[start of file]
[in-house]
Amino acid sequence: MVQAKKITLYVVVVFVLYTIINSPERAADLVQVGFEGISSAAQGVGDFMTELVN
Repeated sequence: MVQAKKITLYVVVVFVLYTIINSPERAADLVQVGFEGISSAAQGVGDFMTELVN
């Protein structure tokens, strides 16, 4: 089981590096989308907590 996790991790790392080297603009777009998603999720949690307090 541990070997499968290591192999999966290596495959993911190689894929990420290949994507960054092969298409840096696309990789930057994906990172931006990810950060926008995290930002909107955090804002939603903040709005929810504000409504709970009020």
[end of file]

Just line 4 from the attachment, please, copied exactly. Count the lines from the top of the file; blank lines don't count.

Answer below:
């Protein structure tokens, strides 16, 4: 089981590096989308907590 996790991790790392080297603009777009998603999720949690307090 541990070997499968290591192999999966290596495959993911190689894929990420290949994507960054092969298409840096696309990789930057994906990172931006990810950060926008995290930002909107955090804002939603903040709005929810504000409504709970009020």